Are we supposed to follow their unspoken teaching-by-example (including lying to protect a criminal but calling it ''mental reservation'') that tells us that if doing the right thing will cause us to suffer in some way - lose a job, lose a friend, lose status of some kind - then we should then save our own skins and choose the immoral path?

Is this not more than just a bit of moral relativism that the pope is constantly harping on - except when it comes to the hierarchy and himself?

Why should a man who is well into late middle age, a man who is highly educated, including years of seminary education that supposedly teaches priests how to think morally, how to form one's conscience properly be given a pass because he was just going along to get along, as the saying goes, with no concern whatsoever as to the evil that was being done with his help - his help being following orders and maintaining silence?

Fr. Orsi ''gets'' part of it, but he is a very long way to true ''gut'' understanding of what is so very, very wrong in the clerical culture.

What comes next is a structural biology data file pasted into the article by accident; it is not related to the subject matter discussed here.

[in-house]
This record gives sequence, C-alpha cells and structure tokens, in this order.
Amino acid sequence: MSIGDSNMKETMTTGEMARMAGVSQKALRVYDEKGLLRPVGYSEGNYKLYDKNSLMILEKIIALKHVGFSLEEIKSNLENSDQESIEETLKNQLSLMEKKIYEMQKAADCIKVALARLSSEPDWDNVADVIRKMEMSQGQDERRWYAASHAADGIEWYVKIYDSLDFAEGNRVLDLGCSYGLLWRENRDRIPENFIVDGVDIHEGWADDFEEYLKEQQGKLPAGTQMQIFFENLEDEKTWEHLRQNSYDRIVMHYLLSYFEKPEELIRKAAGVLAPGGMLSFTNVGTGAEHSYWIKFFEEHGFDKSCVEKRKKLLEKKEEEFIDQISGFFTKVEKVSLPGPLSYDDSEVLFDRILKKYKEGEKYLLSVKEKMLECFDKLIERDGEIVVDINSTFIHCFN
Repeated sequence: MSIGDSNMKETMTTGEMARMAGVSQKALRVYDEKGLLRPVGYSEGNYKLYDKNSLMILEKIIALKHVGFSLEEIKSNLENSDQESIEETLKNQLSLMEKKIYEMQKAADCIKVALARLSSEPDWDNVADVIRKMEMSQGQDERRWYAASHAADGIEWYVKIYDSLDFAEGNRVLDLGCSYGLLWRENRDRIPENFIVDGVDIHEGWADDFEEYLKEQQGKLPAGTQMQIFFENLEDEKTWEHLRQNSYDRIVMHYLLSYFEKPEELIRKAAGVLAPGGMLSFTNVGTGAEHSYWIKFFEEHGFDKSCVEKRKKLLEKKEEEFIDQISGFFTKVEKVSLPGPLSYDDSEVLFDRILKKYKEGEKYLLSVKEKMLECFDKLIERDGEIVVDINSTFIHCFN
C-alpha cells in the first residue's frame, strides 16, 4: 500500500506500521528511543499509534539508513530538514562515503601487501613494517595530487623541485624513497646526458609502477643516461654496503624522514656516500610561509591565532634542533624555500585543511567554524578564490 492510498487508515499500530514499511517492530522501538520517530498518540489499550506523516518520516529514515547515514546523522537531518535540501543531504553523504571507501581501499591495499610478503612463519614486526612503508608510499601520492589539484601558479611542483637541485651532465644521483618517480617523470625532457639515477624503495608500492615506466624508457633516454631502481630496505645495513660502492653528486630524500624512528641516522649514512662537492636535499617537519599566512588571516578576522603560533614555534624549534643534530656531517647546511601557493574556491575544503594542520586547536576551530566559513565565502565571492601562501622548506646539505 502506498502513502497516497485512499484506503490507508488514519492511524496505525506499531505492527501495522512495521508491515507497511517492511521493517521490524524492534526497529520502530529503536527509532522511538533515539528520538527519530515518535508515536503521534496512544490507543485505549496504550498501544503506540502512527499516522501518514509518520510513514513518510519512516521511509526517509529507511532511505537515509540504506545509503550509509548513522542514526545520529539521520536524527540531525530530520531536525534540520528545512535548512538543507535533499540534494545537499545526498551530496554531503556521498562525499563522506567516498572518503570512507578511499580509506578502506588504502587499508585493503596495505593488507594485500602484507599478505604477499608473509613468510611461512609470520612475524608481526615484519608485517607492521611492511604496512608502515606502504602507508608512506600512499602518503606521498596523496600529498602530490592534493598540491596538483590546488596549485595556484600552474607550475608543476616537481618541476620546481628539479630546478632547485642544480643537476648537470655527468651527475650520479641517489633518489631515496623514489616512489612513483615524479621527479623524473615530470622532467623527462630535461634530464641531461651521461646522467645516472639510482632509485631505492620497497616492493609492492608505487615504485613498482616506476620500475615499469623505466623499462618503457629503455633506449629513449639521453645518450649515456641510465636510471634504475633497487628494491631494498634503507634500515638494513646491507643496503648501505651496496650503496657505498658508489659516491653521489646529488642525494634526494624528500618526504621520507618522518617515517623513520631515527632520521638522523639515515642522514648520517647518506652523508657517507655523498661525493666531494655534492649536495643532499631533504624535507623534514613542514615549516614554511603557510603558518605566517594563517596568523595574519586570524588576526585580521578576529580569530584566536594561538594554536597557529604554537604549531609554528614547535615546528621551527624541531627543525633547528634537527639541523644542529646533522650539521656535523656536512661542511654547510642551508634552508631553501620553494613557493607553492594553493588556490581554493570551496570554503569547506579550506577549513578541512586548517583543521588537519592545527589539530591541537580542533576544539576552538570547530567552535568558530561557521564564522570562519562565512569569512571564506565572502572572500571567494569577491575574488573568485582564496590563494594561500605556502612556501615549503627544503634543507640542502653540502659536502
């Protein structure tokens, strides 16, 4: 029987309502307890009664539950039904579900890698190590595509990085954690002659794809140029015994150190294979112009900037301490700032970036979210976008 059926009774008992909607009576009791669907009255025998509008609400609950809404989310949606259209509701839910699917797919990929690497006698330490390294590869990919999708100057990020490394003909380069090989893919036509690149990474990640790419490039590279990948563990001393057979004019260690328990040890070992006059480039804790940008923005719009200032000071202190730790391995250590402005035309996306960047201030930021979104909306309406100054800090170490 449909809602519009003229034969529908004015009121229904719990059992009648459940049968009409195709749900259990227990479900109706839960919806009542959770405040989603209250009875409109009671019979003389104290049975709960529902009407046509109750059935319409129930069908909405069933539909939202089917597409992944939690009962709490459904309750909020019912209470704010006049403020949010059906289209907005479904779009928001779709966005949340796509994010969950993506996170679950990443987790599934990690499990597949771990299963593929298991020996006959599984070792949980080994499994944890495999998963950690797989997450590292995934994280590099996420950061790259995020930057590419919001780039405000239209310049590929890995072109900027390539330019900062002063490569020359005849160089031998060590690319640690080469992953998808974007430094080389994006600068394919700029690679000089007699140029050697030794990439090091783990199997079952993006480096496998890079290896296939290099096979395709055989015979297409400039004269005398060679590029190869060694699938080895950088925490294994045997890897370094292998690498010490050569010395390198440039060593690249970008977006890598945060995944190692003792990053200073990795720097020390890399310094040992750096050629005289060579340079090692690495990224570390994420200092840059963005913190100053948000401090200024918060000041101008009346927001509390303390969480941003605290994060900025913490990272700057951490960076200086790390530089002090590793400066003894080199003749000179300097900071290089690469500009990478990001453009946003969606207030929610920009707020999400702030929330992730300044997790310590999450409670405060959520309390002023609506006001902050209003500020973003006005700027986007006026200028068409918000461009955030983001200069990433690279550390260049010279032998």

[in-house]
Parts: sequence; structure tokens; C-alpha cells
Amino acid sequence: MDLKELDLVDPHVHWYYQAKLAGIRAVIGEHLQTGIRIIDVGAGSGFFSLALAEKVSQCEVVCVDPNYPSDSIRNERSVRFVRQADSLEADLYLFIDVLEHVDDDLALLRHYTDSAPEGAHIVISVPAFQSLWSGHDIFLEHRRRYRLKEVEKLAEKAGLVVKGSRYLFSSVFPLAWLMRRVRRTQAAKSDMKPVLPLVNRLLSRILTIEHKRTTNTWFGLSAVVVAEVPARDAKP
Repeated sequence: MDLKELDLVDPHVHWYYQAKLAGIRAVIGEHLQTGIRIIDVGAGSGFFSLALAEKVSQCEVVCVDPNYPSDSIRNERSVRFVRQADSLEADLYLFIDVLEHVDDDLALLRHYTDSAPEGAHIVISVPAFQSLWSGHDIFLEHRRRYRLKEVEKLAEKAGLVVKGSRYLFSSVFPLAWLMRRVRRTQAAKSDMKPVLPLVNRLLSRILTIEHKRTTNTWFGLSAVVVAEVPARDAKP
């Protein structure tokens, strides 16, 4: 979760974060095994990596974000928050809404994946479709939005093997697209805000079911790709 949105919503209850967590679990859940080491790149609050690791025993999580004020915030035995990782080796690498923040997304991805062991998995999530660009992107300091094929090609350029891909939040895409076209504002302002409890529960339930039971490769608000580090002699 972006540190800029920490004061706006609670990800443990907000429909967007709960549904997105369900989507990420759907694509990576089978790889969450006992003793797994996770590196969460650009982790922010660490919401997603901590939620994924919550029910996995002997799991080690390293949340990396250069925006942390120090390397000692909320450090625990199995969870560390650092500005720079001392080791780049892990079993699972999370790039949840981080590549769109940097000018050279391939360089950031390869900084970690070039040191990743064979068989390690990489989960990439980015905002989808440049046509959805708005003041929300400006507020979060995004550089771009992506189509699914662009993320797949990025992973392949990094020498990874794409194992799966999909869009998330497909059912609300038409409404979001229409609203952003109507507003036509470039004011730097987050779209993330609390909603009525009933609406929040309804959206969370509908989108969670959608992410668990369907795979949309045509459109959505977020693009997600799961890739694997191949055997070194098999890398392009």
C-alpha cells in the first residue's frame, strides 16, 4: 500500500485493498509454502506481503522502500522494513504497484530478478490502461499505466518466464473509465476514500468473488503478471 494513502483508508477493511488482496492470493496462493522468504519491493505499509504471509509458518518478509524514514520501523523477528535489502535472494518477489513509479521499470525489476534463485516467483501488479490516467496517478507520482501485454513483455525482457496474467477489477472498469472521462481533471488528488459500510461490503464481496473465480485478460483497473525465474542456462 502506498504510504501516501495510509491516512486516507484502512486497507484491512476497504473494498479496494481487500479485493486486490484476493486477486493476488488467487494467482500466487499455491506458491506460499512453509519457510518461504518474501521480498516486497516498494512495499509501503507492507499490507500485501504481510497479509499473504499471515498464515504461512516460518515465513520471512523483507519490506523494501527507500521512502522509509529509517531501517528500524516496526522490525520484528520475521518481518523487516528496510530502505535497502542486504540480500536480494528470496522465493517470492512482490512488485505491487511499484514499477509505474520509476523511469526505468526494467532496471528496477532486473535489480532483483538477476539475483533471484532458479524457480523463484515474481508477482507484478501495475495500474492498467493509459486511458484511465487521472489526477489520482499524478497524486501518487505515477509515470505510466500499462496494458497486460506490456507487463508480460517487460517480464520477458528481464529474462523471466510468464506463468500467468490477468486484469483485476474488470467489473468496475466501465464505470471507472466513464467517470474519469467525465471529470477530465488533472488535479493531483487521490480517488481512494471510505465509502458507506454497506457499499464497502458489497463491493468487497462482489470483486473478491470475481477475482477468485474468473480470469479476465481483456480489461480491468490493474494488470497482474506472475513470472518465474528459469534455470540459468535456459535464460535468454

JOSEPH CLEARY II | 8/18/2012 - 11:43am
I am glad that AMERCIA posted this blog from Father Mike Orsi. Unfortunately too many here are not bothering to read what he wrote— he is describing – not defending- a priestly culture that, unchecked, led to the disaster of “don’t challenge the Bishop/ don’t ask too many questions/ follow orders/ protect your brother priest, etc. “ While he rightfully points out that fraternal support and obedience is and can be a good thing among the clergy - checks and balances are needed to avoid a repetition of what happened in Philadelphia and elsewhere. He proposes some changes that for some may be not enough but I do believe would be revolutionary in most Chancery offices. I don’t always agree with Father Orsi’s opinions but I do find them well written with strong logic, fidelity to the Church and charity to those who disagree. Tim- he would be an excellent voice to add to these pages on a regular basis.
Kevin Lee | 8/17/2012 - 8:49pm